Set in 1964, the FX drama series American Horror Story: Asylum takes viewers into Briarcliff, a haven for the criminally insane, ruled with an iron fist by Sister Jude (Jessica Lange), a nun with a troubled past. Inside this locked down facility, danger lurks around every corner, whether it’s a doctor who loves to torture, flesh eating creatures in the forest, alien experimentation or the serial killer Bloody Face, and no one is safe.
During this recent exclusive phone interview with Collider, actress Sarah Paulson, who plays involuntary inmate Lana Winters, talked about how she became a part of the show, her reaction when she found out what she would be doing this season, how traumatic it’s been to go through some of the emotional and physical aspects of the role, that however bad viewers think things are for Lana now, they’re going to get a whole lot worse, and how she would love to return again next season. She also talked about her role as the jealous wife of Michael Fassbender’s character in Twelve Years A Slave, the experience of working with director Steve McQueen, and how she’d love to play a character in the ‘70s. Check out what she had to say after the jump.
SARAH PAULSON: No, I didn’t know anything. I have worked with Ryan [Murphy] many times, over the years. I did a pilot for him, that never ended up going at FX. I was on Nip/Tuck. I met him socially, through a very good friend, years and years and years ago. He asked me to come on to do the part of Billie Jean, but I had no idea that I would be coming back for the second season. Once I knew I was coming back, I said yes without even knowing what I was going to be playing. I had no idea.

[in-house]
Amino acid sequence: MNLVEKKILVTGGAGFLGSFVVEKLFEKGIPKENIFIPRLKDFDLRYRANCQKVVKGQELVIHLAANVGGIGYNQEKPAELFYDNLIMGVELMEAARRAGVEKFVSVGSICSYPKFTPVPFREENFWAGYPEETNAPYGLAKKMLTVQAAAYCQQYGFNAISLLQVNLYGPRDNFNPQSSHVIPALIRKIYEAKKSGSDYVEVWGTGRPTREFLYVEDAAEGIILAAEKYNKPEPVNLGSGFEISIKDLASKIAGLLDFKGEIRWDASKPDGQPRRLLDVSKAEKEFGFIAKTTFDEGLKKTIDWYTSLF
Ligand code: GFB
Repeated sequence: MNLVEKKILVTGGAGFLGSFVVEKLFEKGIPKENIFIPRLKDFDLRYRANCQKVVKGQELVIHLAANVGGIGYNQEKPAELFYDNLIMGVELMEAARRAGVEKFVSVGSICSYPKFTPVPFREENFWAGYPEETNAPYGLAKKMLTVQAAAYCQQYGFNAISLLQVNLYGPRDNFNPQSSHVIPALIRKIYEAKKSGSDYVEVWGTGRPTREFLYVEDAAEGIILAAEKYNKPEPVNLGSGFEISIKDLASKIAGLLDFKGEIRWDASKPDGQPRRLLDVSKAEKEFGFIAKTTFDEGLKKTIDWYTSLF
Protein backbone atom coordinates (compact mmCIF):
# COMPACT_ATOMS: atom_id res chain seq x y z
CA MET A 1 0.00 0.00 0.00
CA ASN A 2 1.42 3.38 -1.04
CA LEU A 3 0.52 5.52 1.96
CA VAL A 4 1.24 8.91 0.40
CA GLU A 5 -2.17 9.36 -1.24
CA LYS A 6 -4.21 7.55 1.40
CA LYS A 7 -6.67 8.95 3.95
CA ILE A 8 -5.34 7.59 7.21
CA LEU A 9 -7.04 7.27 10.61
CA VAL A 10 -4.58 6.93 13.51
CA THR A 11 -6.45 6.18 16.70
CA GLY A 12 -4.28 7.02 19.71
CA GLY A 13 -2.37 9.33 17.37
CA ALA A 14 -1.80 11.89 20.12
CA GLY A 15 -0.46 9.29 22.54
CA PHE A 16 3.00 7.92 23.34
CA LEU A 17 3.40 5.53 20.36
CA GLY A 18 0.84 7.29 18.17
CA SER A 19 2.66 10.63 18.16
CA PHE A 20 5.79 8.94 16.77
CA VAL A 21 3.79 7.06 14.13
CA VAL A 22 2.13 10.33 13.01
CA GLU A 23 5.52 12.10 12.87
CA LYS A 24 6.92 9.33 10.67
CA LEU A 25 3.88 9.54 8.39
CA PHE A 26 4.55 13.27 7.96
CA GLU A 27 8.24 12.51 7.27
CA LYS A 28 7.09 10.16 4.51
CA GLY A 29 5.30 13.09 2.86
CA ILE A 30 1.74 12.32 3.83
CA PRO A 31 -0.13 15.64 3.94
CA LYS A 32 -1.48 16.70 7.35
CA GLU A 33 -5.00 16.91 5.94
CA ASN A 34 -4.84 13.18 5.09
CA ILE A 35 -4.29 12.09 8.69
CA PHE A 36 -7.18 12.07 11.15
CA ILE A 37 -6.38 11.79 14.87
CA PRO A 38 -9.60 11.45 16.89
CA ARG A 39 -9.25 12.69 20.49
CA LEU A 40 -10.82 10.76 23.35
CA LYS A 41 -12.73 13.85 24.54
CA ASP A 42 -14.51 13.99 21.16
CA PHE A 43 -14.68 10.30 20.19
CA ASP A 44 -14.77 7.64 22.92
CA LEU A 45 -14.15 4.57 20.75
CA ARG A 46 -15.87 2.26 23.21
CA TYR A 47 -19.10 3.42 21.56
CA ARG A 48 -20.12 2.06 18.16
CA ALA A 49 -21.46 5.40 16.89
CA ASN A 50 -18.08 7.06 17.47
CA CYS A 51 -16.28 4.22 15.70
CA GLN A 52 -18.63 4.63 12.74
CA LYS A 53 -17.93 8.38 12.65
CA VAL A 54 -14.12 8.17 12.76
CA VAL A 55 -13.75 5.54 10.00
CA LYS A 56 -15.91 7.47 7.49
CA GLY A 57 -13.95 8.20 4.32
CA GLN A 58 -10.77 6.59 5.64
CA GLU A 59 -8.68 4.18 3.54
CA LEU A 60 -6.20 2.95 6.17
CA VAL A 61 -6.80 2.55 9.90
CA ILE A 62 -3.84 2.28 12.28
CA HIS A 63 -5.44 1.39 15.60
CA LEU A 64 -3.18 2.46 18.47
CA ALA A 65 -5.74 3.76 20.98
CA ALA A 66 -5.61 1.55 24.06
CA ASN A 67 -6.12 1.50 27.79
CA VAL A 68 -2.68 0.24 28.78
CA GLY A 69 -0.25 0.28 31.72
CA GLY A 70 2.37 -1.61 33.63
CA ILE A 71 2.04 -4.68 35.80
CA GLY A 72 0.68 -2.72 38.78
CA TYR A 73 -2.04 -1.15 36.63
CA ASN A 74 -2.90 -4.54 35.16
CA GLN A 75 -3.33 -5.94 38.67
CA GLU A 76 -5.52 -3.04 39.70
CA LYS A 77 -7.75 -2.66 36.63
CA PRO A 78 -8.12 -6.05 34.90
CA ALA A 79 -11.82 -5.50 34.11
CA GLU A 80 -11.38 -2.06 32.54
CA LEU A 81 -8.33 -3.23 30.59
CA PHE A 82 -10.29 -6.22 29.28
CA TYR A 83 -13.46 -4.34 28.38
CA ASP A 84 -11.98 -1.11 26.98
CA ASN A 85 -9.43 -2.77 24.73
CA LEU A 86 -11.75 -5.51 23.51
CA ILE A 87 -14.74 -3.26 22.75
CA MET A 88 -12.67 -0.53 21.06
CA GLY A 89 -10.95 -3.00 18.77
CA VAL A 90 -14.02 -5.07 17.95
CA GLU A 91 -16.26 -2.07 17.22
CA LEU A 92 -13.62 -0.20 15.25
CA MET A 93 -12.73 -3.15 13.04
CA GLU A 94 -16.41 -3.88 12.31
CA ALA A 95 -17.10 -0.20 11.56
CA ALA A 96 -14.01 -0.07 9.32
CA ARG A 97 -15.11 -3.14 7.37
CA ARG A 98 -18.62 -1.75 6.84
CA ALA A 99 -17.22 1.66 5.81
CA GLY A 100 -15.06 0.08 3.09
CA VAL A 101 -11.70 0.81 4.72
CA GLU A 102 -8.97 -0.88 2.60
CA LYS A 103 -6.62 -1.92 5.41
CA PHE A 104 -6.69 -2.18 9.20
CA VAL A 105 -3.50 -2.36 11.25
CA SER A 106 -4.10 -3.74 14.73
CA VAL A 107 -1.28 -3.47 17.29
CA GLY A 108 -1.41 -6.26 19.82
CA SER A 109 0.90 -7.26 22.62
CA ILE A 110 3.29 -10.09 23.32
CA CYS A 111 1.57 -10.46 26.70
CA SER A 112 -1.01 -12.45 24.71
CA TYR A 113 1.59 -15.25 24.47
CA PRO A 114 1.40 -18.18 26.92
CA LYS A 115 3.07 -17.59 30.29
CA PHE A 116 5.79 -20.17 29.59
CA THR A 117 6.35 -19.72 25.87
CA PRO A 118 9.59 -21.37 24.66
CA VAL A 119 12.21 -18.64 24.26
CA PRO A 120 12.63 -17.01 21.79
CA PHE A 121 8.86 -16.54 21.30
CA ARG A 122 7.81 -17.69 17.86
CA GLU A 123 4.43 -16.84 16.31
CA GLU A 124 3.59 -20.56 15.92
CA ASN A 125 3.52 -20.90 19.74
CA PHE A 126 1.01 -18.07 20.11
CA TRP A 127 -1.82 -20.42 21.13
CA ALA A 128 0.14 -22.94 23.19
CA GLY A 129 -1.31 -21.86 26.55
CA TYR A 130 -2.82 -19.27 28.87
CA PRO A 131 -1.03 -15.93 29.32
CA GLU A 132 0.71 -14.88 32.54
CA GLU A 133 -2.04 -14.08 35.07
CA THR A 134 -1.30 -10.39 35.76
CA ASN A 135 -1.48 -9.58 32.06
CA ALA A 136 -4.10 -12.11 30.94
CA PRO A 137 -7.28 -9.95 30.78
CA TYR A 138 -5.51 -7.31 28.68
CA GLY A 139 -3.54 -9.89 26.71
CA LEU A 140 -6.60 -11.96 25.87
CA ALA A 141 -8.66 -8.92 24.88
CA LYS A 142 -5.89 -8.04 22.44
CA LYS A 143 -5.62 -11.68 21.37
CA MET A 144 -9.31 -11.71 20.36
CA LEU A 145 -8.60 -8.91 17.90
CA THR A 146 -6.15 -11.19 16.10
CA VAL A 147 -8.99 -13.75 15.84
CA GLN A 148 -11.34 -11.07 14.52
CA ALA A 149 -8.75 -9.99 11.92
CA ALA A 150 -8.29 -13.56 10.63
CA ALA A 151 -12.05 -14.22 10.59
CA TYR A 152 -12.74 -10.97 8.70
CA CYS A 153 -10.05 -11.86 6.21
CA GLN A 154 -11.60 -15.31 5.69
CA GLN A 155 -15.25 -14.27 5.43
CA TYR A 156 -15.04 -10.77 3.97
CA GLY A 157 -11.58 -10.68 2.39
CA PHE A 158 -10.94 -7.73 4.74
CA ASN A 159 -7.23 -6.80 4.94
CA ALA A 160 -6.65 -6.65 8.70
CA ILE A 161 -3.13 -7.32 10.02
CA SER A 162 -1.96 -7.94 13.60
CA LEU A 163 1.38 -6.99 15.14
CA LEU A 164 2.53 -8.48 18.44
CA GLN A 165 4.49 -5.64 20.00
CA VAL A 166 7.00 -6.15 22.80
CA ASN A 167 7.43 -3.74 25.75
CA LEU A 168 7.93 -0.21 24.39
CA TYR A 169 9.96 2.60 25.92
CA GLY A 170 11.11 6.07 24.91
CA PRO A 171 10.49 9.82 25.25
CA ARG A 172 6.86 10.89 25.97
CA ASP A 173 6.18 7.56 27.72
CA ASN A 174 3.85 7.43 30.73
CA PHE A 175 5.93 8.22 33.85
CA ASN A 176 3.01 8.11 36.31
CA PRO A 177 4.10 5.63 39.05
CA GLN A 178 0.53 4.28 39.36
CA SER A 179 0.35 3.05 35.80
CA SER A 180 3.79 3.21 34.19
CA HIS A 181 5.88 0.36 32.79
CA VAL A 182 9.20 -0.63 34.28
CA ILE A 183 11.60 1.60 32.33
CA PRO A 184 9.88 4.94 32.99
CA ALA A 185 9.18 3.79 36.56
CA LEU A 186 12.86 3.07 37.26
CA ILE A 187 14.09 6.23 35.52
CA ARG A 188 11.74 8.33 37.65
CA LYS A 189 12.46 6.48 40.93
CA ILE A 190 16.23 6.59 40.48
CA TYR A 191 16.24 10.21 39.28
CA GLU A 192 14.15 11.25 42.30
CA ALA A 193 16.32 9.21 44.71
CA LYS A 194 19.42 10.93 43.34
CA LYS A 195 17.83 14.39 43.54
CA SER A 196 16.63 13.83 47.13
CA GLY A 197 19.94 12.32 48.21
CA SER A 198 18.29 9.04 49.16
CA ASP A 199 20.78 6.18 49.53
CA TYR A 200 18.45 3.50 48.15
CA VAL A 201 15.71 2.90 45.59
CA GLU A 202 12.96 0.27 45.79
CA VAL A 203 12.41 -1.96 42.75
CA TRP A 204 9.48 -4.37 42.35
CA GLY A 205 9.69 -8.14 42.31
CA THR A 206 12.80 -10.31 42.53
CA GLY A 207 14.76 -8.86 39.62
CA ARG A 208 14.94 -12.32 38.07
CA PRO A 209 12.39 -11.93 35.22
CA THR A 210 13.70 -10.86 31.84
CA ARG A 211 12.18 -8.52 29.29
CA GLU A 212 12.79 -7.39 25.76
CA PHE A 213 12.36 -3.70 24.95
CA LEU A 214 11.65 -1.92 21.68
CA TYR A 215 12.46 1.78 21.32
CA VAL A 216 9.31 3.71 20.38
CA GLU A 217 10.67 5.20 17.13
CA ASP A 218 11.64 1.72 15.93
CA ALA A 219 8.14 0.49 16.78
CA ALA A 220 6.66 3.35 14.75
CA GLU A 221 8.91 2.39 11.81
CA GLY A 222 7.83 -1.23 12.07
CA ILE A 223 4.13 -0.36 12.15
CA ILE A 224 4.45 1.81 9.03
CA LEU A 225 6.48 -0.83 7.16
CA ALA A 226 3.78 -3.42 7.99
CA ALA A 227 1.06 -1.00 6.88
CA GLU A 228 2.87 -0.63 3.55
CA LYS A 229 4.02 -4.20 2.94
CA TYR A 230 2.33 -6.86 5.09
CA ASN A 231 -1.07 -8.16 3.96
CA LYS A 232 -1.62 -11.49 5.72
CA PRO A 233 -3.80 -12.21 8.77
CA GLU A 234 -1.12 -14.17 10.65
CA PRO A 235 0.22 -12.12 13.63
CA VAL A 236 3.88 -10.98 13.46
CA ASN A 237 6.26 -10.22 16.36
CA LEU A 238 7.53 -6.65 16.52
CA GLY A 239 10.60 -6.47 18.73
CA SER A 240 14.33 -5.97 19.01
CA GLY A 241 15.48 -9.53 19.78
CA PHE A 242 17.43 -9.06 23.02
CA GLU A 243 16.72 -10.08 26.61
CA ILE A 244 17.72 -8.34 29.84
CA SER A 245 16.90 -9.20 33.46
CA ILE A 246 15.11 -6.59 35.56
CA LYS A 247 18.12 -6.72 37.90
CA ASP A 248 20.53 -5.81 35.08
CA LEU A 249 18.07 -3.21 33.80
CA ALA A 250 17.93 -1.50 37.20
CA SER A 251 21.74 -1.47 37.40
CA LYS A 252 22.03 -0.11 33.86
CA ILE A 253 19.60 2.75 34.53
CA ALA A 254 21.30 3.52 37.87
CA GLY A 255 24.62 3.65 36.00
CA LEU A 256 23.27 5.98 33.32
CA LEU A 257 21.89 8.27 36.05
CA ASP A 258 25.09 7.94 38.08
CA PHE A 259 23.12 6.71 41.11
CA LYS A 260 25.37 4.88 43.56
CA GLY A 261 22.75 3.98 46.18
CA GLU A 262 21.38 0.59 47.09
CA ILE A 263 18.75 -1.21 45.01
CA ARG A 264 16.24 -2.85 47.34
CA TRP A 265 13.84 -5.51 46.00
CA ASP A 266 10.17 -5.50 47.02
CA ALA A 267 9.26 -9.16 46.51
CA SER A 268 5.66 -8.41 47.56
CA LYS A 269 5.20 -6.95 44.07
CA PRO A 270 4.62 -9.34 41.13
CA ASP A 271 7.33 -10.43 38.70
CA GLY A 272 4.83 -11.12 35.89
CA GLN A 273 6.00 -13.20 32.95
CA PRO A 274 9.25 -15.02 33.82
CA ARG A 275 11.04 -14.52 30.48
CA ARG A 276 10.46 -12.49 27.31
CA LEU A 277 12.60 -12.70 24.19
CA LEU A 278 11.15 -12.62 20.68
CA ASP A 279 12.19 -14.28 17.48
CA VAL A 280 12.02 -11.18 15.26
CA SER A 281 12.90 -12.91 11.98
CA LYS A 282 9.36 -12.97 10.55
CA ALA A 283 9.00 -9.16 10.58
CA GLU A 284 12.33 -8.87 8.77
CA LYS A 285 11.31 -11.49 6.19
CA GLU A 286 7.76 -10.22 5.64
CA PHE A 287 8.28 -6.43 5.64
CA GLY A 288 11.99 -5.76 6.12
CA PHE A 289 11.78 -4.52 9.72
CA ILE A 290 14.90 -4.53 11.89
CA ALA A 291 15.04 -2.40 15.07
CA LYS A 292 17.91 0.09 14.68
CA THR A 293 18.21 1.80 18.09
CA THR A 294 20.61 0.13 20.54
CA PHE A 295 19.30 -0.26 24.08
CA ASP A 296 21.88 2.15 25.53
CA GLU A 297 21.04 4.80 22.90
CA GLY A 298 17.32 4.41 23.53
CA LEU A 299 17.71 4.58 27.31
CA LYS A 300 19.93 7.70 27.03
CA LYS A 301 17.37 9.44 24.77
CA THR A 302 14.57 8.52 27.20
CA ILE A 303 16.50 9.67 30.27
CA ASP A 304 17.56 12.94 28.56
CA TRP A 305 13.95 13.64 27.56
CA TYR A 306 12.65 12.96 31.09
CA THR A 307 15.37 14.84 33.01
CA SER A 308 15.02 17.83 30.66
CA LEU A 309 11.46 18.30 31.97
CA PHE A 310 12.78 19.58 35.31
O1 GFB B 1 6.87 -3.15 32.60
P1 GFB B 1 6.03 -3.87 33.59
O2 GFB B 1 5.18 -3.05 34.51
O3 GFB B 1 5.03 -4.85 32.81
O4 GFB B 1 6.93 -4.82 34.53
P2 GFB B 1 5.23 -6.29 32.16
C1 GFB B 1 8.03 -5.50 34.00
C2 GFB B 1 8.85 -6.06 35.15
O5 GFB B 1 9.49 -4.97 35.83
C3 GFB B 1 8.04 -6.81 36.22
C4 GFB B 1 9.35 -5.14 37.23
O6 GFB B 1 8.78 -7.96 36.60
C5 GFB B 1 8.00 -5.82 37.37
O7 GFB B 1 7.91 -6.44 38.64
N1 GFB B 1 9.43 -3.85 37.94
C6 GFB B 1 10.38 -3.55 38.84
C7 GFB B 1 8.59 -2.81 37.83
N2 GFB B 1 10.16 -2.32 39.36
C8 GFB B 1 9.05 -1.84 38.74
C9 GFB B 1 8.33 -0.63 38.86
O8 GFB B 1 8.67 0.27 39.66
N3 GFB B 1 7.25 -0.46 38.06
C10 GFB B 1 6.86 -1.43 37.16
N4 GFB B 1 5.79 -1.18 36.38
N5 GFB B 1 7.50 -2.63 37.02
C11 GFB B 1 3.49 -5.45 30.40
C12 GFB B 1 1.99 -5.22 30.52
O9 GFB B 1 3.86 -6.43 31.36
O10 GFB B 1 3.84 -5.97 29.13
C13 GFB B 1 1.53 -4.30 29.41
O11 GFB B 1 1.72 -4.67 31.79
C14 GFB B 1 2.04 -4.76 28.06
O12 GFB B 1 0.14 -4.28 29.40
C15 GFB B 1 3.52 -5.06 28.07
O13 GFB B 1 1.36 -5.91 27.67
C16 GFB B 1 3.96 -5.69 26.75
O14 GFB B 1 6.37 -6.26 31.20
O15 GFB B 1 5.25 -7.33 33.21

What was your reaction when you found out what the character would be and what you’d have to do this season?
PAULSON: What was so great was that, when we first got the scripts, we got four. We had the first four episodes. I have to say it was twofold. I was both horrified about what happened to Lana, and also so excited about what I was going to get to play, as an actress. I was honored that Ryan was entrusting me with the part of the sane person who was being tortured. Hopefully, if it’s successful, Lana is the character that the audience can latch onto because she’s the person like them. She’s the normal one. And anybody can imagine being in a certain circumstance where this kind of thing could happen and you have no recourse, which is really terrifying. We’re about to begin Episode 9 and what happens to her, I just don’t think you could prepare for it.
Ryan Murphy and Brad Falchuk have explored themes of homosexuality quite a bit. Was it important for you, if you were going to play a lesbian, that it was such an important part of the story?
PAULSON: I don’t know that it was important to me. It wasn’t part of what was in my brain, as far as whether I would play a gay person or not. But, because it was Ryan, I just knew that it would be very integral to the story. It is why she’s locked up. Over the course of the show, a lot of what happens to her is because of that. I do think it’s very incredible that Ryan includes those stories in his story. The New Normal is all about a gay couple. I certainly feel that he is an equal opportunity storyteller. I do think it makes it very compelling, the idea that her gayness is what brings all this trouble upon her. That and her nose for news. She’s very ambitious, and that gets her into trouble, too, but what keeps her there is the fact that she’s gay. It’s a testament to his belief that gay people are people. Sometimes I think that we’ve come far, but it hasn’t been that far. When you look back, what happens to Lana Winters in 1964, would not happen today, in that way. It happens in other ways, but that would not happen today.